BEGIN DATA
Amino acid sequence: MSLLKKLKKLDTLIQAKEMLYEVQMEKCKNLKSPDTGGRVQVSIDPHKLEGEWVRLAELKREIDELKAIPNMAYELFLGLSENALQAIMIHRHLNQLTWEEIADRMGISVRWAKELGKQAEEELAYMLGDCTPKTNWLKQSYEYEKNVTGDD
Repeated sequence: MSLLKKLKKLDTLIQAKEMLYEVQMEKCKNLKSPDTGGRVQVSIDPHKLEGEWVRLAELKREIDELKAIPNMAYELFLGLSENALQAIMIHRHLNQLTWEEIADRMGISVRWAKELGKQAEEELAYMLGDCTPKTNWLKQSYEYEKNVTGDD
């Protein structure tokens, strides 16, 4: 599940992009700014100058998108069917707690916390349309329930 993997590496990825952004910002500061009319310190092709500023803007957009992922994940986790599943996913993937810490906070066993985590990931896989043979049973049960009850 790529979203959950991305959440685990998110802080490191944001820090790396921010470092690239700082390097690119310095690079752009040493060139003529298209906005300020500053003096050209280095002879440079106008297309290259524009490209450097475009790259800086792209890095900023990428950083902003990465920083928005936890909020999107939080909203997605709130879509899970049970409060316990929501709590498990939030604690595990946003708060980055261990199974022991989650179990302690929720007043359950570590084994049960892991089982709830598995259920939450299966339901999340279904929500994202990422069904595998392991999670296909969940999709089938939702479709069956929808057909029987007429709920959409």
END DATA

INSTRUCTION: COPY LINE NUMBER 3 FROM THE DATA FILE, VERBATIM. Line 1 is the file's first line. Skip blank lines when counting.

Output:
């Protein structure tokens, strides 16, 4: 599940992009700014100058998108069917707690916390349309329930 993997590496990825952004910002500061009319310190092709500023803007957009992922994940986790599943996913993937810490906070066993985590990931896989043979049973049960009850 790529979203959950991305959440685990998110802080490191944001820090790396921010470092690239700082390097690119310095690079752009040493060139003529298209906005300020500053003096050209280095002879440079106008297309290259524009490209450097475009790259800086792209890095900023990428950083902003990465920083928005936890909020999107939080909203997605709130879509899970049970409060316990929501709590498990939030604690595990946003708060980055261990199974022991989650179990302690929720007043359950570590084994049960892991089982709830598995259920939450299966339901999340279904929500994202990422069904595998392991999670296909969940999709089938939702479709069956929808057909029987007429709920959409």